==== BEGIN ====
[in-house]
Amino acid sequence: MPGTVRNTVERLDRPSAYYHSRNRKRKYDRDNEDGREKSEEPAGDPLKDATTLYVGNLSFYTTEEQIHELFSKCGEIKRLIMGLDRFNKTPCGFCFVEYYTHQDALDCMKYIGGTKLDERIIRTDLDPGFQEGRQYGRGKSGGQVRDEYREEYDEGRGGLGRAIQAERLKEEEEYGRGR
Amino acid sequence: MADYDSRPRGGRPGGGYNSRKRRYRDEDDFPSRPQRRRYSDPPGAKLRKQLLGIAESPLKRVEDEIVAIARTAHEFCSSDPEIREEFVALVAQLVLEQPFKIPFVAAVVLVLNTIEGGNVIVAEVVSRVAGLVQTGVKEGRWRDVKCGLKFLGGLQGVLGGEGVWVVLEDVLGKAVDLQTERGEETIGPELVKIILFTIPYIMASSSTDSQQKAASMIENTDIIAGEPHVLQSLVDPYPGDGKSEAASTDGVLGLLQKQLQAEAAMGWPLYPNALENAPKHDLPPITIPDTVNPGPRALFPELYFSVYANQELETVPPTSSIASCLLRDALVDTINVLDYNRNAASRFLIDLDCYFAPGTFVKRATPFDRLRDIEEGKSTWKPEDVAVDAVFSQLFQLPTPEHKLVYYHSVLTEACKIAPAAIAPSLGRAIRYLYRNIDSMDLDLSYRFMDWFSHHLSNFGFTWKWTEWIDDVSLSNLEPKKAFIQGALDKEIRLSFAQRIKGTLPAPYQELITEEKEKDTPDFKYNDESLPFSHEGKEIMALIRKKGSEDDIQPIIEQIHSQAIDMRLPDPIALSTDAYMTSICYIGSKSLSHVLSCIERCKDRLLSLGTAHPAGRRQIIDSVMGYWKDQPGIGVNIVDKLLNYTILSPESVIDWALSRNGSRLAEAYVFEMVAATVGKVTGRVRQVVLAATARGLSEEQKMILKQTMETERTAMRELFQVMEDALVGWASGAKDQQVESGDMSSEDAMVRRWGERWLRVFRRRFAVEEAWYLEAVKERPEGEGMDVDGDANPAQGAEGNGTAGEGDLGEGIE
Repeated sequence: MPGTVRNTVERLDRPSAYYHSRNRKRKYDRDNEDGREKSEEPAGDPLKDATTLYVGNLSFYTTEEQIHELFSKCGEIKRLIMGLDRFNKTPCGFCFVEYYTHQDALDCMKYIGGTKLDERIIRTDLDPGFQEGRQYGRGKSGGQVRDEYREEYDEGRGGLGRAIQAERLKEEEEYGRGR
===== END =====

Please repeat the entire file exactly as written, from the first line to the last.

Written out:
[in-house]
Amino acid sequence: MPGTVRNTVERLDRPSAYYHSRNRKRKYDRDNEDGREKSEEPAGDPLKDATTLYVGNLSFYTTEEQIHELFSKCGEIKRLIMGLDRFNKTPCGFCFVEYYTHQDALDCMKYIGGTKLDERIIRTDLDPGFQEGRQYGRGKSGGQVRDEYREEYDEGRGGLGRAIQAERLKEEEEYGRGR
Amino acid sequence: MADYDSRPRGGRPGGGYNSRKRRYRDEDDFPSRPQRRRYSDPPGAKLRKQLLGIAESPLKRVEDEIVAIARTAHEFCSSDPEIREEFVALVAQLVLEQPFKIPFVAAVVLVLNTIEGGNVIVAEVVSRVAGLVQTGVKEGRWRDVKCGLKFLGGLQGVLGGEGVWVVLEDVLGKAVDLQTERGEETIGPELVKIILFTIPYIMASSSTDSQQKAASMIENTDIIAGEPHVLQSLVDPYPGDGKSEAASTDGVLGLLQKQLQAEAAMGWPLYPNALENAPKHDLPPITIPDTVNPGPRALFPELYFSVYANQELETVPPTSSIASCLLRDALVDTINVLDYNRNAASRFLIDLDCYFAPGTFVKRATPFDRLRDIEEGKSTWKPEDVAVDAVFSQLFQLPTPEHKLVYYHSVLTEACKIAPAAIAPSLGRAIRYLYRNIDSMDLDLSYRFMDWFSHHLSNFGFTWKWTEWIDDVSLSNLEPKKAFIQGALDKEIRLSFAQRIKGTLPAPYQELITEEKEKDTPDFKYNDESLPFSHEGKEIMALIRKKGSEDDIQPIIEQIHSQAIDMRLPDPIALSTDAYMTSICYIGSKSLSHVLSCIERCKDRLLSLGTAHPAGRRQIIDSVMGYWKDQPGIGVNIVDKLLNYTILSPESVIDWALSRNGSRLAEAYVFEMVAATVGKVTGRVRQVVLAATARGLSEEQKMILKQTMETERTAMRELFQVMEDALVGWASGAKDQQVESGDMSSEDAMVRRWGERWLRVFRRRFAVEEAWYLEAVKERPEGEGMDVDGDANPAQGAEGNGTAGEGDLGEGIE
Repeated sequence: MPGTVRNTVERLDRPSAYYHSRNRKRKYDRDNEDGREKSEEPAGDPLKDATTLYVGNLSFYTTEEQIHELFSKCGEIKRLIMGLDRFNKTPCGFCFVEYYTHQDALDCMKYIGGTKLDERIIRTDLDPGFQEGRQYGRGKSGGQVRDEYREEYDEGRGGLGRAIQAERLKEEEEYGRGR